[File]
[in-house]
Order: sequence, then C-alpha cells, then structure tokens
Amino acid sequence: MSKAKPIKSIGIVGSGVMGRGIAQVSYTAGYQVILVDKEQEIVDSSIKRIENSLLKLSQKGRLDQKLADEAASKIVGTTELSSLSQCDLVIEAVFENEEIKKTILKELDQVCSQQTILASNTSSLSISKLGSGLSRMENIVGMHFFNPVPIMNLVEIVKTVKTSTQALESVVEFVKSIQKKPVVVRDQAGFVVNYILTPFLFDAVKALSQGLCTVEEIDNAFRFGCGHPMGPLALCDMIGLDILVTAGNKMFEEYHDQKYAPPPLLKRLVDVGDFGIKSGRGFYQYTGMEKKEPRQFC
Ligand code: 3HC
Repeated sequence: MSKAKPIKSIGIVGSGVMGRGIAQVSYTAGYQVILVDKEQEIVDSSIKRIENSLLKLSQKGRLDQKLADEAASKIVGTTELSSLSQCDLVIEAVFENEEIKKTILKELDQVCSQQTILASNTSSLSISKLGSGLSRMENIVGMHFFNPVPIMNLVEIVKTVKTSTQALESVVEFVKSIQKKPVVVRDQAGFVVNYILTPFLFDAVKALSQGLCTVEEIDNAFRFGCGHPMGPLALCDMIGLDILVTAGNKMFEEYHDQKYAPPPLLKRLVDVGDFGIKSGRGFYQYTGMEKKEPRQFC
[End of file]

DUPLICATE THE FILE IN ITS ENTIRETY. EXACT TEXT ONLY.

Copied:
[in-house]
Order: sequence, then C-alpha cells, then structure tokens
Amino acid sequence: MSKAKPIKSIGIVGSGVMGRGIAQVSYTAGYQVILVDKEQEIVDSSIKRIENSLLKLSQKGRLDQKLADEAASKIVGTTELSSLSQCDLVIEAVFENEEIKKTILKELDQVCSQQTILASNTSSLSISKLGSGLSRMENIVGMHFFNPVPIMNLVEIVKTVKTSTQALESVVEFVKSIQKKPVVVRDQAGFVVNYILTPFLFDAVKALSQGLCTVEEIDNAFRFGCGHPMGPLALCDMIGLDILVTAGNKMFEEYHDQKYAPPPLLKRLVDVGDFGIKSGRGFYQYTGMEKKEPRQFC
Ligand code: 3HC
Repeated sequence: MSKAKPIKSIGIVGSGVMGRGIAQVSYTAGYQVILVDKEQEIVDSSIKRIENSLLKLSQKGRLDQKLADEAASKIVGTTELSSLSQCDLVIEAVFENEEIKKTILKELDQVCSQQTILASNTSSLSISKLGSGLSRMENIVGMHFFNPVPIMNLVEIVKTVKTSTQALESVVEFVKSIQKKPVVVRDQAGFVVNYILTPFLFDAVKALSQGLCTVEEIDNAFRFGCGHPMGPLALCDMIGLDILVTAGNKMFEEYHDQKYAPPPLLKRLVDVGDFGIKSGRGFYQYTGMEKKEPRQFC